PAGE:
Richard Budge, the businessman who was crowned “King Coal” after successfully spear-heading the purchase of State-owned British Coal’s mining assets when the industry was privatised over 20 years ago, died today (Monday) at the age of 69. Mr Budge was born in 1947, the year the UK coal industry, with almost a thousand deep mines and a million employees, was nationalised and became the National Coal Board.
Almost half a century later when the “ultimate privatisation” was completed, there were just 19 deep mines in production – and Mr Budge’s Doncaster-based RJB Mining company bought all but two of them.
The three English coalfield packages embracing 17 deep mines, 30 surface mines, over 400 million tonnes of reserves and nearly 50,000 acres of land, cost RJB Mining, of which Budge was Chief Executive, £815 million. Some £700 million was paid to the government on completion on December 30, 1994, and the remaining bank acquisition debt was paid off within two years.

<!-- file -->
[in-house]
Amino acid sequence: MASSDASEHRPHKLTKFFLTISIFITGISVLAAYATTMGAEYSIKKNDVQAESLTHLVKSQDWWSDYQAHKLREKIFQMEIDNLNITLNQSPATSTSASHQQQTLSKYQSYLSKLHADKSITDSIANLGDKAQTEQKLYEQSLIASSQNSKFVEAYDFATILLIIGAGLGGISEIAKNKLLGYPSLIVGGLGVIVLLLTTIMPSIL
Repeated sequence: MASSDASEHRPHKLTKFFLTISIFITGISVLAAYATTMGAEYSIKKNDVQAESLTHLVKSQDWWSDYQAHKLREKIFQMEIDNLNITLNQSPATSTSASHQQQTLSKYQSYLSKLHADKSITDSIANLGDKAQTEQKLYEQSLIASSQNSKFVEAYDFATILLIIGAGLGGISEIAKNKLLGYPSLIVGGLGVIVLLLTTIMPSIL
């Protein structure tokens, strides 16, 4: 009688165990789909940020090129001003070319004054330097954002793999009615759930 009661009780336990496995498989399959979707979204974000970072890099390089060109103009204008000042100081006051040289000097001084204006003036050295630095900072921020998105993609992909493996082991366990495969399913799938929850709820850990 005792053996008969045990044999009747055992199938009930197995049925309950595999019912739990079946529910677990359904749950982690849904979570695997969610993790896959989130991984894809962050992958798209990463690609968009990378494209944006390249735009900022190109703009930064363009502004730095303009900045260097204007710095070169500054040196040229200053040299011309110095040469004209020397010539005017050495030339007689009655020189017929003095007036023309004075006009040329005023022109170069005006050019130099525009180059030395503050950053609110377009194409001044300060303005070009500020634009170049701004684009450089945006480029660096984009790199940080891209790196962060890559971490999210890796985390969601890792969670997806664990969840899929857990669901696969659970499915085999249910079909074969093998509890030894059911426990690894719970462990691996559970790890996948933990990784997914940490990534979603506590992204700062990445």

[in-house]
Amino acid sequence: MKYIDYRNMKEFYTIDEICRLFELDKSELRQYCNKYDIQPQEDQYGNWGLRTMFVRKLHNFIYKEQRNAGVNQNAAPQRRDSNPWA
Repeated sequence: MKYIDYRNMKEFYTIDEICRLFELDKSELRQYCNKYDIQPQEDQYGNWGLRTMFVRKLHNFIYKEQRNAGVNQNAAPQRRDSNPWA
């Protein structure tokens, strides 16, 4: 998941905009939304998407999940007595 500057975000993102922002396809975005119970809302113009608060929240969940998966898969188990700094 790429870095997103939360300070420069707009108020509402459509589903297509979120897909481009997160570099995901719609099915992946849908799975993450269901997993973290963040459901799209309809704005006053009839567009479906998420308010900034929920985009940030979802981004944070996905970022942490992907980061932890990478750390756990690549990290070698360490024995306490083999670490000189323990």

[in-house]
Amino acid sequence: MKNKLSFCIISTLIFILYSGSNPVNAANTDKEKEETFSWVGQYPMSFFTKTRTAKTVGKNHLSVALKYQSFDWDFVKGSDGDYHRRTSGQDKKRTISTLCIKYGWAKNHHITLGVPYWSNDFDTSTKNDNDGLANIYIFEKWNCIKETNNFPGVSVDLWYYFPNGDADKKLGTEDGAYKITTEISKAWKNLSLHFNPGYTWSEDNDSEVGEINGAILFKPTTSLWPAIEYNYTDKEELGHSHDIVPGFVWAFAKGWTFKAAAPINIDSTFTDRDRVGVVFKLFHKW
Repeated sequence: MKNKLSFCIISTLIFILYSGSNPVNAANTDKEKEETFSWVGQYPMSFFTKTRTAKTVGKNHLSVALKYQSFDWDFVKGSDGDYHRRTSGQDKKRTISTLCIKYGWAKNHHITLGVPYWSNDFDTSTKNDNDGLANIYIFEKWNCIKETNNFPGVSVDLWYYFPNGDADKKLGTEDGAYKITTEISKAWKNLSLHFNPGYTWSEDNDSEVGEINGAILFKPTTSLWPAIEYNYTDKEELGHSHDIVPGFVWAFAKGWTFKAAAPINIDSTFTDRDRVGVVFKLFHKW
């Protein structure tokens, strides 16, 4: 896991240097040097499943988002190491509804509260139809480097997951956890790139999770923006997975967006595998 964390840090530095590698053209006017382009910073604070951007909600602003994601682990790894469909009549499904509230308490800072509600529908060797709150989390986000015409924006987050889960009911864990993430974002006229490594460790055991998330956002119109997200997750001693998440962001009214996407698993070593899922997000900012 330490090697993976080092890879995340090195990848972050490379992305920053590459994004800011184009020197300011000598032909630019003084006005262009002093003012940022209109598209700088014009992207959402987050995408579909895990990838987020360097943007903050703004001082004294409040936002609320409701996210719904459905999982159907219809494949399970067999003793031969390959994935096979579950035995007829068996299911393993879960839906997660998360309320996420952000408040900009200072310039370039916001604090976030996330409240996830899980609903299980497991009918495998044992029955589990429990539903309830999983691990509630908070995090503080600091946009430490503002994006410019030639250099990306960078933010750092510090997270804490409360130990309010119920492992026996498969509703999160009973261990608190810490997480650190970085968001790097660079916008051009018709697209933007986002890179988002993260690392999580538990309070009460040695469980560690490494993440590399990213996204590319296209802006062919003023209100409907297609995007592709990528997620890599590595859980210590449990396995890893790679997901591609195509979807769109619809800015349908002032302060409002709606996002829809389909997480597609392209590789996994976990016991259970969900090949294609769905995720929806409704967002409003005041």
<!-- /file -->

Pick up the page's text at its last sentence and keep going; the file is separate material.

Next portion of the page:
Lincolnshire-born, he went to Boston Grammar school and then on to Manchester University to study Fine Arts. He left to join the Retford-based company AF Budge owned by his late brother Tony, which was involved in civil engineering projects, constructing major motorway interchanges and extracting coal from seams laying close to the surface.
In 1992, he bought the Opencast Coal and Plant Division from the family business. He bought a small deep mine in Northumberland, contracted for surface mine sites, and as the government prepared for the sale of what former Energy Secretary Cecil Parkinson had described as the “ultimate privatisation”, rescued three deep mines which British Coal had decided would play no part in the privatisation process. These “lease and licence” mines went on to produce almost 20 million tonnes of coal for power stations and industry before they closed.
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